Breast Cancer Research and Treatment

, Volume 122, Issue 1, pp 251–257 | Cite as

Current evidence on the relationship between polymorphisms in the COX-2 gene and breast cancer risk: a meta-analysis

  • Ke-Da Yu
  • Ao-Xiang Chen
  • Chen Yang
  • Li-Xin Qiu
  • Lei Fan
  • Wen-Huan Xu
  • Zhi-Ming Shao
Epidemiology

Abstract

The association between single-nucleotide polymorphisms (SNPs) in the COX-2 gene and breast cancer risk is still ambiguous. We here try to derive a more precise estimation of the relationship by performing a meta-analysis based on currently available evidence from literature. More than 15 SNPs have been studied, and the most studied genetic variants were rs5275, rs5277, and rs20417. Crude odds ratios (ORs) with 95% confidence intervals (CIs) were used to assess the strength of association between each polymorphism and breast cancer risk under the codominant model, dominant model, and recessive model, respectively (nine studies with 6,968 cases and 9,126 controls for rs5275; three studies with 2,901 cases and 3,463 controls for rs20417; two studies with 5,551 cases and 6,208 controls for rs5277). No overall significant associations were observed in single-locus analysis between the three polymorphisms of COX-2 and breast cancer risk, though a borderline significant increased risk of breast cancer was detected with rs5277 in a recessive model (OR: 1.217, 95% CI: 0.958–1.547, P = 0.107). The results were not changed when studies were stratified by ethnicity. In conclusion, the present meta-analysis suggests that none of the most studied three SNPs (rs5275, rs20417, and rs5277) in the COX-2 gene is a conspicuous low-penetrant risk factor for developing breast cancer. There is a need for further large studies into the role of these polymorphisms (especially rs5277) and other potentially functional polymorphisms/haplotypes in the COX-2 gene as breast cancer risk modifiers.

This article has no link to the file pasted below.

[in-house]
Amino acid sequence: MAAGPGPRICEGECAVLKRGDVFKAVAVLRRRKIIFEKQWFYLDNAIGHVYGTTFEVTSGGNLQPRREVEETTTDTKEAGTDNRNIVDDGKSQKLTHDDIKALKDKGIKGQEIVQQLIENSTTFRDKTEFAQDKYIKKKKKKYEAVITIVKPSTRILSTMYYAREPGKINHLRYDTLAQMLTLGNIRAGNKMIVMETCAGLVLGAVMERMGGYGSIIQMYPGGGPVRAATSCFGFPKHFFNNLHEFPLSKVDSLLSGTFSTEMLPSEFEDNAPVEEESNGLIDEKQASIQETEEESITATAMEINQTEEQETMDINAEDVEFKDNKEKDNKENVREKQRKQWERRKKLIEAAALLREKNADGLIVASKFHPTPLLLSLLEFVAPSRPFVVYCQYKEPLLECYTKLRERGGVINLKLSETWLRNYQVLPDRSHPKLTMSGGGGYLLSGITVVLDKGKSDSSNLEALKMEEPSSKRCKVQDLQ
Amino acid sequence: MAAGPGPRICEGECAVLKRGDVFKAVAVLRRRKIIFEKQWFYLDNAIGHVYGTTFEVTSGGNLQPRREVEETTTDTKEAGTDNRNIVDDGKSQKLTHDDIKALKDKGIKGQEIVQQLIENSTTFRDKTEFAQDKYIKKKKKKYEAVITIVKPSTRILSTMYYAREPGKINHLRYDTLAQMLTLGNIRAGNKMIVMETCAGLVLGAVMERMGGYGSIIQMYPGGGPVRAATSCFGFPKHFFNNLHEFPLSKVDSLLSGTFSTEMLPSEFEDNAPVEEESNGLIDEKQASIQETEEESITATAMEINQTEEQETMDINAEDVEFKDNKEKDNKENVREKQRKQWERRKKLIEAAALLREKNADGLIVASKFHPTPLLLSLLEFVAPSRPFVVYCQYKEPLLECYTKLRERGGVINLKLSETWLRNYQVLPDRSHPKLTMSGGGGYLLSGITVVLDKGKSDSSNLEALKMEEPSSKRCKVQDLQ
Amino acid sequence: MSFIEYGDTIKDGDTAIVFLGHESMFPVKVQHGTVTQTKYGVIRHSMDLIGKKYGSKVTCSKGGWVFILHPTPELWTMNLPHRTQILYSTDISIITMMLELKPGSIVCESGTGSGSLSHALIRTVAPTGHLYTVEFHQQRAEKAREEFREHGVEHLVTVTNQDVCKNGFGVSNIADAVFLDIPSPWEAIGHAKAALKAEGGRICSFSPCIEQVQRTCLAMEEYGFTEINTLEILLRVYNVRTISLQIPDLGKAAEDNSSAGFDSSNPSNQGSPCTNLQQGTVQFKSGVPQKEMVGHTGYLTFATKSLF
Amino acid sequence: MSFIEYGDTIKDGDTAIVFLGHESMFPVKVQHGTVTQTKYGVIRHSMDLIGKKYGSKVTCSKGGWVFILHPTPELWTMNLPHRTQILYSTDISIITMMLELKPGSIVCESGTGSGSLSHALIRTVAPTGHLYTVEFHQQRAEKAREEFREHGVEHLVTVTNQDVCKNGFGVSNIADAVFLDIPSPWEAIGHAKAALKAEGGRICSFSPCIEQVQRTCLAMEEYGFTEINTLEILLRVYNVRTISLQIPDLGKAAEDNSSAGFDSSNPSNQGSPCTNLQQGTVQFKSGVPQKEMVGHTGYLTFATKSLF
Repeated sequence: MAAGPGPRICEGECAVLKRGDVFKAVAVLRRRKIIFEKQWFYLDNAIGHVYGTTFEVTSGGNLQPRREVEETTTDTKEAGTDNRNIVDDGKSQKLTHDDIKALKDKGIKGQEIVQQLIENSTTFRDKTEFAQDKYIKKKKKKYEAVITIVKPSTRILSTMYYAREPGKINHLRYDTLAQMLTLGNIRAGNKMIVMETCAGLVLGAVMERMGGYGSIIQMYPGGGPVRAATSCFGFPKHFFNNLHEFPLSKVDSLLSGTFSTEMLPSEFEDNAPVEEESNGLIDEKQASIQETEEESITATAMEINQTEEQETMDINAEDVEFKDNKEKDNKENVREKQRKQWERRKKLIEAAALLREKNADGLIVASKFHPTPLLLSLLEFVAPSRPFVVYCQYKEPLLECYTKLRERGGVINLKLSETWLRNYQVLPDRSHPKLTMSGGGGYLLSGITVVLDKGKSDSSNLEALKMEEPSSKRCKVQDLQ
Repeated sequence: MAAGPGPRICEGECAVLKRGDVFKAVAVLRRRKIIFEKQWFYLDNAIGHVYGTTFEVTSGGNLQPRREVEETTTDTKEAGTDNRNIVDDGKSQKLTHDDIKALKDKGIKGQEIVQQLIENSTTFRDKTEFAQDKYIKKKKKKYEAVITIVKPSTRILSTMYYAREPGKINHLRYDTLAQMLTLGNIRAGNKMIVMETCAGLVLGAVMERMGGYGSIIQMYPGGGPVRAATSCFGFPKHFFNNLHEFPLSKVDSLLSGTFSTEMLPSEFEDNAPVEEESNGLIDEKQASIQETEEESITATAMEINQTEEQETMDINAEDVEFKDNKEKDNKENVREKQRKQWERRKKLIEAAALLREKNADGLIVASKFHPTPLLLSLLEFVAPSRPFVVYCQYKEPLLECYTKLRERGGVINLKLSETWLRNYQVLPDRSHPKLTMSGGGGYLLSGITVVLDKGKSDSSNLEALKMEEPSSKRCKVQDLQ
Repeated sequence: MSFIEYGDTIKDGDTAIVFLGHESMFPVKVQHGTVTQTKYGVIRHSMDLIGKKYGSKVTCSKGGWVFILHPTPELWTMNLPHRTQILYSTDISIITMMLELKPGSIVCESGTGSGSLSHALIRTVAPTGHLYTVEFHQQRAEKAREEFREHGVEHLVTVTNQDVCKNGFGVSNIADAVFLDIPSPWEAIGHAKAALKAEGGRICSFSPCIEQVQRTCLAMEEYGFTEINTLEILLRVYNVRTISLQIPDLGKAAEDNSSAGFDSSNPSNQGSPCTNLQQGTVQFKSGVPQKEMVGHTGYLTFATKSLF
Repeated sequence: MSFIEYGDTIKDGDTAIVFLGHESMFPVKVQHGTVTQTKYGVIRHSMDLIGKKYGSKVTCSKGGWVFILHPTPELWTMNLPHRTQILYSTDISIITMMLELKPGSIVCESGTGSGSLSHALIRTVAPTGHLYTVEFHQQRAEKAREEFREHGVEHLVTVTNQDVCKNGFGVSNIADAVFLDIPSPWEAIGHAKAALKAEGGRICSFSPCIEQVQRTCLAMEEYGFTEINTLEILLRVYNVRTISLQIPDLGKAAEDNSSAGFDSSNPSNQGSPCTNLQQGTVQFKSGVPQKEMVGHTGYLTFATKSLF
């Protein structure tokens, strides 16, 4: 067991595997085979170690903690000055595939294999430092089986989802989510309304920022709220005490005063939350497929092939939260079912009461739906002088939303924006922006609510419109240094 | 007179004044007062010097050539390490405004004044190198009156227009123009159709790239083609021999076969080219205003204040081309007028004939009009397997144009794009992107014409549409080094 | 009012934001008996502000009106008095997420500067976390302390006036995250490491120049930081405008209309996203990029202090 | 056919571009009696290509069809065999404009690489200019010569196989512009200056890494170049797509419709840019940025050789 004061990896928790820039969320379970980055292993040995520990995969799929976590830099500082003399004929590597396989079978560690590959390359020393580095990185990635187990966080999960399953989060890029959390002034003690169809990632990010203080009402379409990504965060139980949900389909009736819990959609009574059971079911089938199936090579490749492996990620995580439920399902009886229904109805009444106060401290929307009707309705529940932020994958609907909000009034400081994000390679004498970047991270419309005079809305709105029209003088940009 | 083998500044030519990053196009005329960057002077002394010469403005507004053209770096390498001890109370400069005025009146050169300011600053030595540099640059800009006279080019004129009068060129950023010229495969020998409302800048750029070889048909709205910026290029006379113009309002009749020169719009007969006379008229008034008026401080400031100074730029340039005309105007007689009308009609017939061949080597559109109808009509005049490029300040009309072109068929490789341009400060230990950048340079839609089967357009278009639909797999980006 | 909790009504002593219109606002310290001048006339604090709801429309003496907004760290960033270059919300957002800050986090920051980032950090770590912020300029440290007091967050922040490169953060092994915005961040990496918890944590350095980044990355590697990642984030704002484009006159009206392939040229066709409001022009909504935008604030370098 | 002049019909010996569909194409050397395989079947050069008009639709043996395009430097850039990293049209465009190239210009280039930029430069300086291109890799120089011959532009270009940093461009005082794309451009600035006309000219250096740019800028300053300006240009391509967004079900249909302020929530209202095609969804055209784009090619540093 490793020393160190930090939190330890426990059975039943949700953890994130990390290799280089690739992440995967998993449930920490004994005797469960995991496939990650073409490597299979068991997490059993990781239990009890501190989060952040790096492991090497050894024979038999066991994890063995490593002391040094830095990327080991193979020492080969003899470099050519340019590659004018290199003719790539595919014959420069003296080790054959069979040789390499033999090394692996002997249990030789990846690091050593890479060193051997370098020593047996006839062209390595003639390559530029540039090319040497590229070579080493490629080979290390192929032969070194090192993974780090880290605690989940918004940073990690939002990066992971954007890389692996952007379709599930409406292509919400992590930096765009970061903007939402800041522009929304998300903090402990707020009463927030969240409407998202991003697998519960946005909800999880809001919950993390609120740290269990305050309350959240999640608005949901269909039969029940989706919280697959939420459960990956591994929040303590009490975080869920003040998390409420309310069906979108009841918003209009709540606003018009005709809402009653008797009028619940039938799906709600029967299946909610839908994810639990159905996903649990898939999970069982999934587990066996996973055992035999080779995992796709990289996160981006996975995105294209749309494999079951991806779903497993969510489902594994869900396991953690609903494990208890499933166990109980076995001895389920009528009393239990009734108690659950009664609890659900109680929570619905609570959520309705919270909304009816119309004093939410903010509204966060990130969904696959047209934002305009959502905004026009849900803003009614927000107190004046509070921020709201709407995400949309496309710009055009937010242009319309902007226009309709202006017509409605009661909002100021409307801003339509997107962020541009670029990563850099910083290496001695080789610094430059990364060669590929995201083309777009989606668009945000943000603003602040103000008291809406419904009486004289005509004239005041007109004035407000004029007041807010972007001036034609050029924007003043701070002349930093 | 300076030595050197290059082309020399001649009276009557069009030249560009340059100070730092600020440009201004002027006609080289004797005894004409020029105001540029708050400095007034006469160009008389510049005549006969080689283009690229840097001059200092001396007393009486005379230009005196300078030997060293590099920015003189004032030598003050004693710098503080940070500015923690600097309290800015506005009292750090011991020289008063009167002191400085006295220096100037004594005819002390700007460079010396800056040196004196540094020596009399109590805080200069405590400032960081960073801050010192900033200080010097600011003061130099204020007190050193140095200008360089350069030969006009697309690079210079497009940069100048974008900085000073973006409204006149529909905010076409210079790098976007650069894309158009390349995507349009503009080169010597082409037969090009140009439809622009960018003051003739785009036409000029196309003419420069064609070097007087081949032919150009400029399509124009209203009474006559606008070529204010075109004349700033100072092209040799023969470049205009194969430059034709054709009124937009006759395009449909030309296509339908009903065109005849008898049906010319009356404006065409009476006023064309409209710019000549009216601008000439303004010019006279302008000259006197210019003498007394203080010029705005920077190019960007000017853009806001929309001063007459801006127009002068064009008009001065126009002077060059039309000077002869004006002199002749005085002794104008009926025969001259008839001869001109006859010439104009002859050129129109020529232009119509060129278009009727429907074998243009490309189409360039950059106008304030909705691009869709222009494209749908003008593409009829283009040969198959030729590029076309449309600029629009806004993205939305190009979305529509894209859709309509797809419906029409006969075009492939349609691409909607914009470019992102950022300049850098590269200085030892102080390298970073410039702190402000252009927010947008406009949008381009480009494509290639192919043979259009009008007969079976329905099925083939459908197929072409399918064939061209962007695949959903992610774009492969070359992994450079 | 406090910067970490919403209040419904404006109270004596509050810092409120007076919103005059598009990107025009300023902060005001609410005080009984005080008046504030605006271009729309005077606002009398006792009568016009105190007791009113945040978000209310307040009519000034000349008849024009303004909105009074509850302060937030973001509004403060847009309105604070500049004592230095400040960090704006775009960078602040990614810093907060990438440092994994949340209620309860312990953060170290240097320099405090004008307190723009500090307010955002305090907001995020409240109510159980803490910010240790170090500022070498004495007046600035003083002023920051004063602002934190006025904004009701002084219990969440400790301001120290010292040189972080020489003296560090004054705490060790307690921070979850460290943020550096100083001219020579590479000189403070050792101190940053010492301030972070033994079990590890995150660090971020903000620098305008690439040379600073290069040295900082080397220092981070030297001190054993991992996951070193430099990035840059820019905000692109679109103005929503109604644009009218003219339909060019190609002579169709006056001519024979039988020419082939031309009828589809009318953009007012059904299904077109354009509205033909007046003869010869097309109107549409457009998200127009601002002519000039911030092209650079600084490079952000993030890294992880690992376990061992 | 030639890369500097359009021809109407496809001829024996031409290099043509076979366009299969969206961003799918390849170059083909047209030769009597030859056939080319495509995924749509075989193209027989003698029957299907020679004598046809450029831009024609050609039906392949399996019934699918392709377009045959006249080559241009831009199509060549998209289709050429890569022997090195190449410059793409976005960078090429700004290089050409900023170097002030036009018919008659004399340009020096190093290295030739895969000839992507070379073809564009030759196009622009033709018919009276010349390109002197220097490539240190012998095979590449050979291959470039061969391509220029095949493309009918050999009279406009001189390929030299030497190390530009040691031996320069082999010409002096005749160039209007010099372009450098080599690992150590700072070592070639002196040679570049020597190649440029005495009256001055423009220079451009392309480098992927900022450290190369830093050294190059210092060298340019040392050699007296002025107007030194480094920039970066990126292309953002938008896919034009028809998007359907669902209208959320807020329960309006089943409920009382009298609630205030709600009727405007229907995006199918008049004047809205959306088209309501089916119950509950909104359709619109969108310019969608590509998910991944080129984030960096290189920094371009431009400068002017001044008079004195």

Keywords

COX-2 Polymorphism Breast cancer Susceptibility Meta-analysis 

Notes

Acknowledgments

This research is supported by grants from the National Basic Research Program of China (2006CB910501) and the National Natural Science Foundation of China (30971143, 30972936).

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Copyright information

© Springer Science+Business Media, LLC. 2009

Authors and Affiliations

  • Ke-Da Yu
    • 1
    • 2
  • Ao-Xiang Chen
    • 1
    • 2
  • Chen Yang
    • 1
    • 2
  • Li-Xin Qiu
    • 1
    • 3
  • Lei Fan
    • 1
    • 2
  • Wen-Huan Xu
    • 1
    • 2
  • Zhi-Ming Shao
    • 1
    • 2
    • 4
  1. 1.Department of Oncology, Shanghai Medical CollegeFudan UniversityShanghaiPeople’s Republic of China
  2. 2.Department of Breast SurgeryCancer Hospital/Cancer Institute, Breast Cancer Institute, Fudan UniversityShanghaiPeople’s Republic of China
  3. 3.Department of Medical Oncology, Cancer HospitalFudan UniversityShanghaiPeople’s Republic of China
  4. 4.Institutes of Biomedical ScienceFudan UniversityShanghaiPeople’s Republic of China

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